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User engagement in the digital world

  1. User Engagement in the Digital World Mounia Lalmas Yahoo! Labs Barcelona
  2. A bit about myself   1999-2008: Lecturer (assistant professor) to Professor at Queen Mary, University of London   2008-2010 Microsoft Research/RAEng Research Professor at the University of Glasgow   2011- Visiting Principal Scientist at Yahoo! Labs Barcelona  Research topics  XML/structured retrieval and evaluation (INEX)  Quantum theory to model interactive information retrieval  Aggregated search  Bridging the digital divide  Models and measures of user engagement
  3. Outline  Characteristics and measurement  (my) Vision and focus  Some results … and ideas  What next?
  4. Outline  Characteristics and measurement  (my) Vision and focus  Some results … and ideas  What next?
  5. User Engagement – connecting three sides   User engagement is a quality of the user experience that emphasizes the positive aspects of interaction – in particular the fact of being captivated by the technology.   Successful technologies are not just used, they are engaged with. user feelings: happy, sad, user mental states: concentrated, user interactions: click, read excited, bored, … lost, involved, … comment, recommend, buy, … The emotional, cognitive and behavioural connection that exists, at any point in time and over time, between a user and a technological resource S. Attfield, G. Kazai, M. Lalmas and B. Piwowarski. Towards a science of user engagement (Position Paper), WSDM Workshop on User Modelling for Web Applications, 2011.
  6. Would a user engage with this web site?
  7. Would a user engage with this web site? (content) (art event calendar)
  8. Would a user engage with this web site? (aesthetics) (e-commerce – skating)
  9. Would a user engage with this web site? (navigation) (music repository)
  10. Would a user engage with this web site? (navigation) (photographer)
  11. Characteristics of user engagement (I) •  Users must be focused to be engaged Focused attention •  Distortions in the subjective perception of time used to measure it •  Emotions experienced by user are intrinsically motivating Positive Affect •  Initial affective hook can induce a desire for exploration, active discovery or participation •  Sensory, visual appeal of interface stimulates, promote Aesthetics focused attention •  Linked to design principles (e.g. symmetry, balance, saliency) •  People remember enjoyable, useful, engaging experiences and want to repeat them Endurability •  Reflected in e.g. the propensity of users to recommend an experience/a site/a product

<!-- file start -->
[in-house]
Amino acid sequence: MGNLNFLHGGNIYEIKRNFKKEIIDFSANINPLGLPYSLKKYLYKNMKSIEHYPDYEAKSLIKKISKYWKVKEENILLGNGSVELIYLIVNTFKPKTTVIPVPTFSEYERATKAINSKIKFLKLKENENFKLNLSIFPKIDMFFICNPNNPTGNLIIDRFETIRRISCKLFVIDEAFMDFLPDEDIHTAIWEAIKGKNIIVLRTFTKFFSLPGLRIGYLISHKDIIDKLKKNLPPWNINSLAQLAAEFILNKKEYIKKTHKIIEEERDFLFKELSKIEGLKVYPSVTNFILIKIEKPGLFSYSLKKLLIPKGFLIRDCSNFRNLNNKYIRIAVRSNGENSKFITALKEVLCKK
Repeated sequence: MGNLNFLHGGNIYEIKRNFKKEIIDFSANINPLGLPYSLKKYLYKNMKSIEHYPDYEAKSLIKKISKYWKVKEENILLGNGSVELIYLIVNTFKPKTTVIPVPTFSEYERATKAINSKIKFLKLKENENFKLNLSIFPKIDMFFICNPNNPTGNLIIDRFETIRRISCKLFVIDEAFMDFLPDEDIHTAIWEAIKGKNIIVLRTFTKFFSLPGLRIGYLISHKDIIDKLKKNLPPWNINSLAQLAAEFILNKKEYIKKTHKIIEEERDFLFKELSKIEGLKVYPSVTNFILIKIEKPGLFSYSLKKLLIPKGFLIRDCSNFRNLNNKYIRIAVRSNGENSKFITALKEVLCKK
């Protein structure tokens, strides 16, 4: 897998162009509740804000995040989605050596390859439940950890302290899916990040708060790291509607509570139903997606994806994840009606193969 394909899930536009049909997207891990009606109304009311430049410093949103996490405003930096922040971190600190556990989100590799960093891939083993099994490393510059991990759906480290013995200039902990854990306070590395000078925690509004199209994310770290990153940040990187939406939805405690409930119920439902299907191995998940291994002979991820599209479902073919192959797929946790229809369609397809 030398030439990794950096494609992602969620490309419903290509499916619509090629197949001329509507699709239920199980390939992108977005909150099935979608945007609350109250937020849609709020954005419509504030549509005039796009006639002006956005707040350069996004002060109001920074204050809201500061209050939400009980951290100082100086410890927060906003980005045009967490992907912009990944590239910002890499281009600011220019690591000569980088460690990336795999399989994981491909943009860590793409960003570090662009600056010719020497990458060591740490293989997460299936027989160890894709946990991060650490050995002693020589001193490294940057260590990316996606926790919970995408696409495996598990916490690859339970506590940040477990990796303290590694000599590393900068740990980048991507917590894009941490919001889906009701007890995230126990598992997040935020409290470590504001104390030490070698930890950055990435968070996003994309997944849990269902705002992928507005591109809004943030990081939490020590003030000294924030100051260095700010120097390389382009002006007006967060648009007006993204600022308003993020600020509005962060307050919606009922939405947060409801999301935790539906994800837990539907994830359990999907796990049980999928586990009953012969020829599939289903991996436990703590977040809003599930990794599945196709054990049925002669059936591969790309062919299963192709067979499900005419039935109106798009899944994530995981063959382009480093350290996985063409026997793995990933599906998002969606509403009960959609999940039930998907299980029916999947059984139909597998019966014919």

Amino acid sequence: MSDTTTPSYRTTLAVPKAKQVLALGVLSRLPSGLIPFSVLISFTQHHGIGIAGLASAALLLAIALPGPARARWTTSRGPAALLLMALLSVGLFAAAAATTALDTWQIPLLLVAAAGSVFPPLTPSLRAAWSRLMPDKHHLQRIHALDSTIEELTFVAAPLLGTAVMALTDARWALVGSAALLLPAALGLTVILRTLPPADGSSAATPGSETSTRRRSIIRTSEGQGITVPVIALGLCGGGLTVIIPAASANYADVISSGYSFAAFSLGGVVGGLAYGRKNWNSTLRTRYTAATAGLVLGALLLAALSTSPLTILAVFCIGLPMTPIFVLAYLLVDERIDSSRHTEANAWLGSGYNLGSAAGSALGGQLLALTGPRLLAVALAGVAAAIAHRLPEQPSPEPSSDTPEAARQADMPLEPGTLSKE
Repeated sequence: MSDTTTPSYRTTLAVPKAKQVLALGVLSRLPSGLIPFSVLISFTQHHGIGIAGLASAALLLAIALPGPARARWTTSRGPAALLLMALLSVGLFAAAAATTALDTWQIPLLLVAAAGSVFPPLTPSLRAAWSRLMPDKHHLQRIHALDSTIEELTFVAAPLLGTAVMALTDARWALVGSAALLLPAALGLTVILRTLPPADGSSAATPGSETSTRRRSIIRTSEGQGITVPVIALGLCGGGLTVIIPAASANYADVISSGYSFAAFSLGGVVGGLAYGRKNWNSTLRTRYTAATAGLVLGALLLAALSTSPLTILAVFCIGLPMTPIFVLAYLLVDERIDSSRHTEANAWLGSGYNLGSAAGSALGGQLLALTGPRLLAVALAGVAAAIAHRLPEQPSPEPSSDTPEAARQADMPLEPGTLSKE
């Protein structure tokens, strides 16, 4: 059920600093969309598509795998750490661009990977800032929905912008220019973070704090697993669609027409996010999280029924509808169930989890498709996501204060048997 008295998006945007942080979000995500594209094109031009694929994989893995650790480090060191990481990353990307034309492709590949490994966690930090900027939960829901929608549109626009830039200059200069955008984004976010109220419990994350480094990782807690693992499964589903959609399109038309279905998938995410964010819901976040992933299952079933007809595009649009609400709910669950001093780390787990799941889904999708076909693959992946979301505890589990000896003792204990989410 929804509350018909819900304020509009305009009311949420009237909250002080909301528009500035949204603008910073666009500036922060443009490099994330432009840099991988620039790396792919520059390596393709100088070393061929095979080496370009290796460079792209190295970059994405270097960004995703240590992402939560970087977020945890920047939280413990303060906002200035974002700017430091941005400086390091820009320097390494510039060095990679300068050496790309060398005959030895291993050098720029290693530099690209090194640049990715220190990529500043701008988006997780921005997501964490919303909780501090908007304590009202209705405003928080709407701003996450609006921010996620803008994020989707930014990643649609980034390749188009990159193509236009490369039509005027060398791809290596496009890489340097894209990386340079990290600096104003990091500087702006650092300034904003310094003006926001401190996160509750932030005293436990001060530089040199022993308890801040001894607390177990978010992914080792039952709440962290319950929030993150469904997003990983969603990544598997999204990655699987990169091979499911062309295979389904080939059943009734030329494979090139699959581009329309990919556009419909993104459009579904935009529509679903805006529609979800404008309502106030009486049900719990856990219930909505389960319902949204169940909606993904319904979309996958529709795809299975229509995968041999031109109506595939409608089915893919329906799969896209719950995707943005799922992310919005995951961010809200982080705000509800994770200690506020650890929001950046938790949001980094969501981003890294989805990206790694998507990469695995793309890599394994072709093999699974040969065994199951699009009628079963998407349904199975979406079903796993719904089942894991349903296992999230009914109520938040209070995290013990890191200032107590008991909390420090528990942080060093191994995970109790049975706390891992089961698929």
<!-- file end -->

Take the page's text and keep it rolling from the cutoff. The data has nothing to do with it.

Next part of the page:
12. Characteristics of user engagement (II) •  Novelty, surprise, unfamiliarity and unexpected Novelty •  Appeal to user curiosity, encourages inquisitive behavior and promotes repeated engagement •  Richness captures the growth potential of an activity Richness and control •  Control captures the extent to which a person is able to achieve this growth potential •  Trust is a necessary condition for user engagement Reputation, trust and •  Implicit contract among people and entities which is expectation more than technological Motivation, interests, •  Difficulties in setting up “laboratory” style experiments incentives, and •  Why should user engage? benefits
  13. Forrester Research – The four I’s •  Presence of a user Involvement •  Measured by e.g. number of visitors, time spent •  Action of a user Interaction •  Measured by e.g. CTR, online transaction, uploaded photos or videos •  Affection or aversion of a user Intimacy •  Measured by e.g. satisfaction rating, sentiment analysis in blogs, comments, surveys, questionnaires •  Likelihood a user advocates Influence •  Measured by e.g. forwarded content, invitation to join Measuring Engagement, Forrester Research, June 2008.